While the stalwart keyboard is still the main data entry tool on all our devices, typing your notes into Evernote can be slow and, on smartphones and tablets, cumbersome. Fortunately, your favorite note-taking app offers a variety of alternatives for capturing lists, articles, research, and other data on the fly. Here are five of our favorites.
Use your voice
They easiest alternative to typing your notes is to dictate them. Evernote offers two methods for doing this. The first is to create an audio note. In the desktop version of Evernote, select File > New audio note, press the Record button, and start speaking. When you're done, press Save and it will attach an audio file to your note. To record a note on your Android or iOS device, open a new note and select the microphone icon from the formatting bar. Select Save when you're done recording.
The other method is to dictate your notes using speech-to-text. Because speech-to-text is a device, not an Evernote feature, instructions for enabling it vary by make and model. But once you set it up, your device should be able to convert your speech into text notes you can then organize in your notebooks.
Scan paper documents
Despite the near-annual proclamations that we're going to become a paperless society, we're still inundated with physical documents. The simplest way to get these into Evernote is with the company's recently released Scannable app, which turns your iPhone or iPad into a portable scanner. Just point the device's camera at any invoice, receipt, sticky note, or other paper document, and it automatically captures it and saves it to a tray within the scanning window. From here you can review and edit scans before saving them to Evernote.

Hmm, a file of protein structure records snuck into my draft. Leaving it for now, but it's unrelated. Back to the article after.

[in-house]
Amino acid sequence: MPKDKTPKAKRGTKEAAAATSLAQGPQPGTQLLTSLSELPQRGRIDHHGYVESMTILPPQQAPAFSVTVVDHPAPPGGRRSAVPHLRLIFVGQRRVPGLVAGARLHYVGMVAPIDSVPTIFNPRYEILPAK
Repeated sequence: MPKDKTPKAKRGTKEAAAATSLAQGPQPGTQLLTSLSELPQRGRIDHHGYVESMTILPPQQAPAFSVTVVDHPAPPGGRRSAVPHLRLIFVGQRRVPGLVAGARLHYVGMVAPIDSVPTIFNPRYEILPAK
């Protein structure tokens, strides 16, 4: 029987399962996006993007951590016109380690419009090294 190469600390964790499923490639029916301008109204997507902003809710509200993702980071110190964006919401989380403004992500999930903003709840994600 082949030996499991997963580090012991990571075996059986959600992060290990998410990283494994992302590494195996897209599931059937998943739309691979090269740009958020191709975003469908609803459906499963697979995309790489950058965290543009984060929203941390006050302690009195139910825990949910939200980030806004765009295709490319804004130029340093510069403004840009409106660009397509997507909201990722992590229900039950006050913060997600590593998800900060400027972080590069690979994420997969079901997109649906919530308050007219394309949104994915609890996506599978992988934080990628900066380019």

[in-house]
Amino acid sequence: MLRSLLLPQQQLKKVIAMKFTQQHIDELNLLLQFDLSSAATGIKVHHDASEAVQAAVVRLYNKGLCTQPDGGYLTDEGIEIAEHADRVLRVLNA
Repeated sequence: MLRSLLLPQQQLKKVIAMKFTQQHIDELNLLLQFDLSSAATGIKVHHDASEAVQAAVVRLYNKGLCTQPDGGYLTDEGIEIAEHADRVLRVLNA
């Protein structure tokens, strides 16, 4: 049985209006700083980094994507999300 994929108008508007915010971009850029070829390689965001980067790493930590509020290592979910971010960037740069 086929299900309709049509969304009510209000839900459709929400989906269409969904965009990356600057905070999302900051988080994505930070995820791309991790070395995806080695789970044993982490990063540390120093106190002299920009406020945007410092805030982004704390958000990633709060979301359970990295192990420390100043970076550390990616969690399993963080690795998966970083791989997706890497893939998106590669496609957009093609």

Best of all, Scannable can instantly turn any business card into a contact. Just link Evernote to LinkedIn, and Scannable will pull in details from your new contact's profile, including their photo, and add it to the business card's digitized info.
Wrangle the web with Web Clipper
If you're not using this simple browser extension, you're missing out on capturing a wealth of Internet info in your notebooks. Once you add Web Clipper to your preferred browser's toolbar, just click it to save content from the current window to a note. You can save a variety of different clip types, from the entire webpage to just the blog post or article, to a "bookmark" featuring the URL, a photo, and a snippet of text. Once you've made your selection, you can rename the clip, select the notebook where you want it saved, and add tags and comments.
Use your Evernote email address
The ability to email content directly to your Evernote account is one of the app's longest-running--and most useful--features. If you don't know your Evernote address, you can find it inside your account info. When you receive an email you want to save in Evernote, just enter this address--okay, you have to do a little typing for this--and forward the message. A new note will be created in Evernote using the email's subject line as its title.
Save tweets with help from IFTTT
Twitter has become a de-facto newsfeed for many of us, and consequently, a rich source for research. Although Evernote doesn't have a native way to send tweets to your account, you can do it using this simple IFTTT recipe. Whenever you come across a tweet you want to save, just "favorite" it and it will automatically be saved as a note in your Evernote inbox.